Trauma-Informed Design in Practice: Case Studies in Education and Restorative Justice Facilities

Room: D139-140

Audience: School Administrators

Call to Action: Attendees will receive a trauma-informed design check list of steps to create environments that employ a sense of calmness, safety, dignity, empowerment, and well-being for all. Within the case study of Boys Town Education Center, presenters will define the types of spaces and design considerations for kids who endure boundary challenges. Attendees can apply this knowledge to their next project. Within the case study of the Green Hill School, presenters will outline the benefits of integrating natural materials in the activities and wellness center to transform the daily experience of staff, visitors, and youth in their journey toward reentry into their community. Regardless of facility type, integrating natural elements and connections to nature benefits all project types. Attendees can implement these tips into their next project.

Abstract: Trauma-informed design ensures that each space in a project plays a significant role in supporting the healing process of residents or occupants. This session explores case studies of two projects varying in facility type, size, and occupant goals. Each project team applied trauma-informed design principles to create welcoming exterior environments and interior spaces that elicit a sense of calm and support personal well-being. Boys Town is a treatment center for youth placed through the juvenile justice system or state family services departments from across the United States. Because all the youth are placed due to behavior health issues and many of them suffer from mental health and substance abuse issues, safety was a major design priority. Extra considerations were taken to create a safe environment that does not feel institutional. The new Education Center at Boys Town is filled with next generation learning environments for students in grades 4-12, upholding its vision that all students deserve inspiring learning environments, especially at-risk youth and those who have experienced trauma. Students played a critical role in the design of the facility to ensure it is a family-oriented, innovative, and inviting environment. Green Hill School Wellness and Recreation Center provides healthy lifestyle and wellness opportunities for staff and male youth in a secure juvenile rehabilitation facility. Using an integrated site and building design to create a restorative, calm and therapeutic environment, the rehabilitative treatment approach acknowledges past trauma experienced by youth and provides campus staff with a safe place for respite and collaboration. The new Wellness and Recreation Center will be the State’s first Net-Zero Energy Justice Facility, and focuses on providing critical emotional regulation skills, education and training for youth to achieve successful reentry into their communities.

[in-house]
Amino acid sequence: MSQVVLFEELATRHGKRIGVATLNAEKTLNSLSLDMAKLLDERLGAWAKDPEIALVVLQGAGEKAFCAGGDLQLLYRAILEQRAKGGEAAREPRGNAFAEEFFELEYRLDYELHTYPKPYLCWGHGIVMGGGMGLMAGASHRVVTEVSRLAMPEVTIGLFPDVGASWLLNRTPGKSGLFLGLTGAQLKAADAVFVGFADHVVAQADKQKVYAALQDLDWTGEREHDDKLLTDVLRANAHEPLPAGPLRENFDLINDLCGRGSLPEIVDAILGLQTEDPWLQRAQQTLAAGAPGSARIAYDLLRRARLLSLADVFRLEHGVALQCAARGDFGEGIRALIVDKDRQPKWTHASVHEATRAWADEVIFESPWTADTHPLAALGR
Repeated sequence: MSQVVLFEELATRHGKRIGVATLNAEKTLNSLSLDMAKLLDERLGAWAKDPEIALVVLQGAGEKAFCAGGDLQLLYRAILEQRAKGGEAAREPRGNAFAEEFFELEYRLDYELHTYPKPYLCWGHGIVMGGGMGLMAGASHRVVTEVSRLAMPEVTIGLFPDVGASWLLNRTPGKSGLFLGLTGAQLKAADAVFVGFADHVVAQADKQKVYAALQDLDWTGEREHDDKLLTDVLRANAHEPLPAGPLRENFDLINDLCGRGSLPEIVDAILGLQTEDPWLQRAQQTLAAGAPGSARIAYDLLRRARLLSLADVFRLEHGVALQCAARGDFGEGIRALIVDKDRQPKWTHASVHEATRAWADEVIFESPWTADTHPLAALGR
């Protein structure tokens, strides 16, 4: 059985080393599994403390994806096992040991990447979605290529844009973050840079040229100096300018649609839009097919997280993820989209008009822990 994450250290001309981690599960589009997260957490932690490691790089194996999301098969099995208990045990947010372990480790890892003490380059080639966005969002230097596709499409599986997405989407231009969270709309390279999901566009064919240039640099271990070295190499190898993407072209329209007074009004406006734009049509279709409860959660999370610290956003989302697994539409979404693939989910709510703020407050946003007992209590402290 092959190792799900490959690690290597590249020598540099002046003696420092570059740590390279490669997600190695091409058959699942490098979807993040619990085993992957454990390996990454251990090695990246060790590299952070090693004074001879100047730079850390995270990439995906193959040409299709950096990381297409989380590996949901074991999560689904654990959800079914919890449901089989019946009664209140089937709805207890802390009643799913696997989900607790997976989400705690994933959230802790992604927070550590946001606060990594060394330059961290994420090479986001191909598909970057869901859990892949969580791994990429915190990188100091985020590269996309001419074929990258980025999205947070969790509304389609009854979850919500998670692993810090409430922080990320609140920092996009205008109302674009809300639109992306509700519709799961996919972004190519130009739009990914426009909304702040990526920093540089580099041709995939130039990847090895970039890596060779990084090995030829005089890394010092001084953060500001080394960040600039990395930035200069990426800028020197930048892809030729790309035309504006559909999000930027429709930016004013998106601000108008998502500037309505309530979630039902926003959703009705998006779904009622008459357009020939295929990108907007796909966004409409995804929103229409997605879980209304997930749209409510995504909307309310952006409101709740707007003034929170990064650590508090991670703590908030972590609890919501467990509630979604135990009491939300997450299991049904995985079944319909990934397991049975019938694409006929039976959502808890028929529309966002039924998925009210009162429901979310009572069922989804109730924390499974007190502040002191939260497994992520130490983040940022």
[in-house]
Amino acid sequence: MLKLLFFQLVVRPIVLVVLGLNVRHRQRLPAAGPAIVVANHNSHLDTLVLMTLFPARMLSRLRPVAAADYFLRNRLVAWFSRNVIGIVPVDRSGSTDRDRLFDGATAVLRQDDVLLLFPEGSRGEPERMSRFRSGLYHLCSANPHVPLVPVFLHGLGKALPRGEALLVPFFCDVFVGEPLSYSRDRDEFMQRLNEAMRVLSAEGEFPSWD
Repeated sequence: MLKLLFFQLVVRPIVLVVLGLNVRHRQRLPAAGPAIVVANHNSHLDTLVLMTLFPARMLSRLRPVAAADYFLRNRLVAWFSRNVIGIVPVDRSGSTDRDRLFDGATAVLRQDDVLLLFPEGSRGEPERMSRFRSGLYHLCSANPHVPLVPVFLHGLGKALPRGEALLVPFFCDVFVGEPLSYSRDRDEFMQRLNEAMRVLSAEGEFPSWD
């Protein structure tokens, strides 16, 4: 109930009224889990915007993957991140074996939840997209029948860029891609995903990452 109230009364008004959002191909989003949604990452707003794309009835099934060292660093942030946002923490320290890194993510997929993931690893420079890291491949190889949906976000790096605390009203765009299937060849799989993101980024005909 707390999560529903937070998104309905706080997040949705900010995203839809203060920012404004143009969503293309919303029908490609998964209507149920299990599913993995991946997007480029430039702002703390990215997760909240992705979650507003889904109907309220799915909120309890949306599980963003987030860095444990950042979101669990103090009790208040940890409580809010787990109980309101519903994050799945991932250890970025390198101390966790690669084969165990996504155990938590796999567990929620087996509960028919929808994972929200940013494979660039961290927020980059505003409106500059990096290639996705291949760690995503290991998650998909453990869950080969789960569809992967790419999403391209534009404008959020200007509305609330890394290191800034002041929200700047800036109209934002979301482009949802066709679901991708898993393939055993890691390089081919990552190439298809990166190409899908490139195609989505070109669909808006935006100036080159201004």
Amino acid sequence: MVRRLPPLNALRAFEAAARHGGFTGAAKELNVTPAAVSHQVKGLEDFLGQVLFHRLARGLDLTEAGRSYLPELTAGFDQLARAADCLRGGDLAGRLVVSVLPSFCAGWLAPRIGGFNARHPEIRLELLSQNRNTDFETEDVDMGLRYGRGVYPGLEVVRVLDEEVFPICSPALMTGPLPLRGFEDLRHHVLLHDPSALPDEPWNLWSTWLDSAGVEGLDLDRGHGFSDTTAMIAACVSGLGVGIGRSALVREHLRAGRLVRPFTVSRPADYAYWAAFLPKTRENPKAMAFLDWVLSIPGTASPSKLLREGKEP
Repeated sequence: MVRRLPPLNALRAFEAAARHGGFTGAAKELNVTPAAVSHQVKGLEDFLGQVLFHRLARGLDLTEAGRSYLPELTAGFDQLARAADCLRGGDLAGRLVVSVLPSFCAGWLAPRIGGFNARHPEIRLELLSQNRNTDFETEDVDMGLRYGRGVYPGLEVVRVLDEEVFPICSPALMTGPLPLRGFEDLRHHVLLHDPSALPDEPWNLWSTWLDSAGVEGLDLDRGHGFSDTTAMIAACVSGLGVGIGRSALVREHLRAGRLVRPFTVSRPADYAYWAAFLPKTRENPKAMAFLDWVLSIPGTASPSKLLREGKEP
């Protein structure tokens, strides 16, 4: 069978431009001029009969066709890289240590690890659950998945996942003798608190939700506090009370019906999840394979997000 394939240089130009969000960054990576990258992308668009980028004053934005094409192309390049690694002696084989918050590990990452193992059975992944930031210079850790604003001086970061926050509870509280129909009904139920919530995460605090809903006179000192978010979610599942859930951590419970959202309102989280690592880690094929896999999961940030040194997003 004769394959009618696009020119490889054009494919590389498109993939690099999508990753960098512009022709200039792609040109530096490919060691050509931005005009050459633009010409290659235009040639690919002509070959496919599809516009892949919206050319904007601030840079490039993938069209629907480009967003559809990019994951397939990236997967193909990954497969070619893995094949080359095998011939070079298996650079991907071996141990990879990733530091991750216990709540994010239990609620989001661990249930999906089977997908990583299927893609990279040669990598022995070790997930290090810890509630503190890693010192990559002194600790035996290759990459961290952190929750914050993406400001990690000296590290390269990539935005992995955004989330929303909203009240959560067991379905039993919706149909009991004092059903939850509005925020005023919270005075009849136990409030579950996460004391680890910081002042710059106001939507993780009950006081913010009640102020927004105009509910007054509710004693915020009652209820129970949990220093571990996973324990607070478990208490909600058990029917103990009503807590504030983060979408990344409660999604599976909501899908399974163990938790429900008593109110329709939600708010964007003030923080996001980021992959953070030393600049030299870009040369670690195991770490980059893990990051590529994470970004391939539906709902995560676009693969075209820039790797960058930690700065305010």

Learning Objectives:

  1. Understand how trauma-informed design can positively impact a learning environment or rehabilitation facility.